Welcome to the Let’s Grow Leaders Frontline Festival! This month, our contributors share their thoughts about building confidence and competence. Some also answered the question of the month: What new skill have you been working on lately?
Thanks to Joy and Tom Guthrie of Vizwerx Group for the great pic and to all our contributors!
The October Frontline Festival will be about employee engagement. Do you have a best practice to share? Have you written a blog post, recorded a podcast or video on the topic? We would love to have you join us.
Send us your submissions here!
Building Your Own Confidence
Paula Kiger of Big Green Pen implores us to Please Don’t Tell Me to be More Confident. Confidence can be an elusive thing. Here’s how Paula felt every time a supervisor said, “If you would only be more confident.” Follow Paula.
Maria Tanski of Patriot Software provides Make Your Self Esteem Shine by Building Confidence at Work. Do you struggle with low self-esteem? If so, your confidence at work may suffer. Use these seven tips to give your self-esteem and competence a boost in the workplace. Follow Maria.
Shelley Row of Shelley Row Associates warns Don’t Break Anything! For Steps to Trying Something New While Managing Risk. Shelley recalls a visit to Vienna, Austria where she decided to try ice skating. She overcame her fear and took small steps to increase her confidence – a lesson equally valuable for business. Follow Shelley.
Michelle Cubas, CPCC, ACC, of Positive Potentials gives us Proven, Stress-Tested Ways to Build Confidence and Competence. As Supreme Court Justice Potter Stewart said in 1964, “I’ll know it when I see it!” it is the same for competence, confidence and the flip sides of them. We want a dentist to be confident when she works on our teeth. We want a teacher to be confident and competent when we send our children to school. It is the same for business. Follow Michelle.
Michelle has been learning to work with animation and video.
Optimism is the faith that leads to achievement. Nothing can be done without hope and confidence. – Helen Keller
Building Confidence and Competence in Your Team
Julie Winkle Giulioni of DesignArounds gives us Before Competence. Competence is essential to workplace (or any-place) success. The ability to perform well and efficiently, proficiency, mastery, and expertise – it all lays a solid foundation for accomplishment and results. But competence doesn’t spontaneously appear; it unfolds in the presence of something even more powerful: confidence. Follow Julie.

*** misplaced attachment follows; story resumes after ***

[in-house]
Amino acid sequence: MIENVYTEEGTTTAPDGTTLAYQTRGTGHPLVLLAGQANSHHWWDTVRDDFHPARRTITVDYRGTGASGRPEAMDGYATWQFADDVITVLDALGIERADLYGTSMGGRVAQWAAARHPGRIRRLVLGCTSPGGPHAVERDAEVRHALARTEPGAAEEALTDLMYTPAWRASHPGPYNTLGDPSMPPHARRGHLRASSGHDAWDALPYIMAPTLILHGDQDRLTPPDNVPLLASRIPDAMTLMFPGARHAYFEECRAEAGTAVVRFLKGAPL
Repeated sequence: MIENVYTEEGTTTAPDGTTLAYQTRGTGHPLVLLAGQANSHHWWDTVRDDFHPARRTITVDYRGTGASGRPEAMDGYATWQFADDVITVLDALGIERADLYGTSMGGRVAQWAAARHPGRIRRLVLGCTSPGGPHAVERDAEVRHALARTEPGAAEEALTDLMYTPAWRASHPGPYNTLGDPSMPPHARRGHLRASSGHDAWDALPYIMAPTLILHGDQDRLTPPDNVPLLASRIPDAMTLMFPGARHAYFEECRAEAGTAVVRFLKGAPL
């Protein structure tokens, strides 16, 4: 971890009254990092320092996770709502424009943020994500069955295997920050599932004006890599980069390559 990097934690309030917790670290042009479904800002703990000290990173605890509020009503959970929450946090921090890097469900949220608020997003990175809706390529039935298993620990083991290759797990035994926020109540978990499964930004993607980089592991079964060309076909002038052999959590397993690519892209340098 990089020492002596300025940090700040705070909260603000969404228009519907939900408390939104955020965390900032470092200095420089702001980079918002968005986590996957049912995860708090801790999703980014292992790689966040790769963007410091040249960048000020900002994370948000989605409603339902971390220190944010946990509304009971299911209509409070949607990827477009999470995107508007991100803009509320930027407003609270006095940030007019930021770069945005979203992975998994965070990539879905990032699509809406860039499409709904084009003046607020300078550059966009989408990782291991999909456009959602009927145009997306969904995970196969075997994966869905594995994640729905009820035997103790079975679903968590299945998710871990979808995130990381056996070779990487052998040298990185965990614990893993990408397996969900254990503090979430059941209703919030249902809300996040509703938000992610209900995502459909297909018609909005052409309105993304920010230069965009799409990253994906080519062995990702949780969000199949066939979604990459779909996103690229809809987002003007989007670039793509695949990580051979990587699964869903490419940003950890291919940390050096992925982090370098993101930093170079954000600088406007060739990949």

Julie has been working on time management and prioritization lately.
Nate Regier of Next Element Consulting shares his video, How to Turn around Dead-End Performance Conversations. Call center managers from one of the nation’s largest car rental companies are using The Compassion Mindset to engage differently at work. Nate reveals two surprisingly simple, but shockingly effective strategies they are using to help their employees succeed. Follow Nate.
Nate has been working on learning Instagram.
Wally Bock of Three Star Leadership provides Four Things You Can Give Your Team. Take a look at four important things you can give your team that will build their confidence and competence. And they won’t cost you a cent. Follow Wally.
Wally has begun to work with a virtual assistant.
S. Chris Edmonds of Driving Results through Culture reminds us of The Recognition Factor, in this Culture Leadership Charge video. When people feel valued and trusted, they invest time and energy in solving problems at work, creating new ways to get things done, and more, increasing their contributions to the organization’s strategies and goals. Follow Chris.
David Grossman of The Grossman Group shares Trust in the Workplace: Six Steps to Building Trust with Employees. A leader’s ability to inspire and motivate employees is based on trust. Here are 6 ways that leaders at all levels can build trust in the workplace. Follow David.
Jesse Lyn Stoner of Seapoint Center for Collaborative Leadership gives us What Team Members Can (and Should) Do to Help their Team Become High-Performing. Team members often assume that it’s up to the team leader to build a strong team. However, there are many things team members can (and should) do to strengthen their team without relying on their team leader. (In other words, it is possible to become a high-performance team in spite of your leader). Follow Jesse.
You must have confidence in your competence. – Elijah Cummings